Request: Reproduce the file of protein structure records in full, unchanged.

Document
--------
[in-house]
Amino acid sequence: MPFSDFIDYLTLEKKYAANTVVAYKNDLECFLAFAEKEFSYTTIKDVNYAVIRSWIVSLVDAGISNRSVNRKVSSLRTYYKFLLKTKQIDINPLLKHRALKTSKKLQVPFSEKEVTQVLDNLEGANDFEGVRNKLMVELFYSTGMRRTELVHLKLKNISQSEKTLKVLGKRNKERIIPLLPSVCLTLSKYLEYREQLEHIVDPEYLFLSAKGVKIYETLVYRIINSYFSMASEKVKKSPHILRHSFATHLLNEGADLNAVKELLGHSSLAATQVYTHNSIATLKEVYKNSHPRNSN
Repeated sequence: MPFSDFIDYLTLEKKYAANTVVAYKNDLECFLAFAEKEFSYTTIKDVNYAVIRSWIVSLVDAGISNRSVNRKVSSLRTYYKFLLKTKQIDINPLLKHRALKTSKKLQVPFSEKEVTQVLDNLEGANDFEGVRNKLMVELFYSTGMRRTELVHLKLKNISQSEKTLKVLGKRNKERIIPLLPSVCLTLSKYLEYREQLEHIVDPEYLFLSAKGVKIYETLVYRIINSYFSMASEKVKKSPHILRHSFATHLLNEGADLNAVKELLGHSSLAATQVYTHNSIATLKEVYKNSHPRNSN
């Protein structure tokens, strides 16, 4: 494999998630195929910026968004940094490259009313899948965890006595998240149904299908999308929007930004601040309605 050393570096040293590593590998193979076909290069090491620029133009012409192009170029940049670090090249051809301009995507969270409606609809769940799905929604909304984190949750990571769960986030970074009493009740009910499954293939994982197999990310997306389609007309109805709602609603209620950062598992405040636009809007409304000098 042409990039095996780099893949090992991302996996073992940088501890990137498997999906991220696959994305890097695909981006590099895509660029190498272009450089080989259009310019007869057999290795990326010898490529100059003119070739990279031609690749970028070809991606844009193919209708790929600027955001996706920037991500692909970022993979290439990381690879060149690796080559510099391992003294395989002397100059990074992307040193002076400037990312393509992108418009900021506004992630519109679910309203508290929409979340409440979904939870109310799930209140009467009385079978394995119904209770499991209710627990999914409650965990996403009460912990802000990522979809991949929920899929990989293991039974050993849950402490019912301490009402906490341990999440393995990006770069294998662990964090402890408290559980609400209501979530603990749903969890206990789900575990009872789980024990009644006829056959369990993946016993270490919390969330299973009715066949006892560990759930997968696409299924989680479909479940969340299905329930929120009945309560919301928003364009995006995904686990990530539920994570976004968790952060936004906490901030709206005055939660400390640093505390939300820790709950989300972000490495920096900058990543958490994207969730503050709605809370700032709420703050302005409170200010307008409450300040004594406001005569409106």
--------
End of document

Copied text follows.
[in-house]
Amino acid sequence: MPFSDFIDYLTLEKKYAANTVVAYKNDLECFLAFAEKEFSYTTIKDVNYAVIRSWIVSLVDAGISNRSVNRKVSSLRTYYKFLLKTKQIDINPLLKHRALKTSKKLQVPFSEKEVTQVLDNLEGANDFEGVRNKLMVELFYSTGMRRTELVHLKLKNISQSEKTLKVLGKRNKERIIPLLPSVCLTLSKYLEYREQLEHIVDPEYLFLSAKGVKIYETLVYRIINSYFSMASEKVKKSPHILRHSFATHLLNEGADLNAVKELLGHSSLAATQVYTHNSIATLKEVYKNSHPRNSN
Repeated sequence: MPFSDFIDYLTLEKKYAANTVVAYKNDLECFLAFAEKEFSYTTIKDVNYAVIRSWIVSLVDAGISNRSVNRKVSSLRTYYKFLLKTKQIDINPLLKHRALKTSKKLQVPFSEKEVTQVLDNLEGANDFEGVRNKLMVELFYSTGMRRTELVHLKLKNISQSEKTLKVLGKRNKERIIPLLPSVCLTLSKYLEYREQLEHIVDPEYLFLSAKGVKIYETLVYRIINSYFSMASEKVKKSPHILRHSFATHLLNEGADLNAVKELLGHSSLAATQVYTHNSIATLKEVYKNSHPRNSN
């Protein structure tokens, strides 16, 4: 494999998630195929910026968004940094490259009313899948965890006595998240149904299908999308929007930004601040309605 050393570096040293590593590998193979076909290069090491620029133009012409192009170029940049670090090249051809301009995507969270409606609809769940799905929604909304984190949750990571769960986030970074009493009740009910499954293939994982197999990310997306389609007309109805709602609603209620950062598992405040636009809007409304000098 042409990039095996780099893949090992991302996996073992940088501890990137498997999906991220696959994305890097695909981006590099895509660029190498272009450089080989259009310019007869057999290795990326010898490529100059003119070739990279031609690749970028070809991606844009193919209708790929600027955001996706920037991500692909970022993979290439990381690879060149690796080559510099391992003294395989002397100059990074992307040193002076400037990312393509992108418009900021506004992630519109679910309203508290929409979340409440979904939870109310799930209140009467009385079978394995119904209770499991209710627990999914409650965990996403009460912990802000990522979809991949929920899929990989293991039974050993849950402490019912301490009402906490341990999440393995990006770069294998662990964090402890408290559980609400209501979530603990749903969890206990789900575990009872789980024990009644006829056959369990993946016993270490919390969330299973009715066949006892560990759930997968696409299924989680479909479940969340299905329930929120009945309560919301928003364009995006995904686990990530539920994570976004968790952060936004906490901030709206005055939660400390640093505390939300820790709950989300972000490495920096900058990543958490994207969730503050709605809370700032709420703050302005409170200010307008409450300040004594406001005569409106």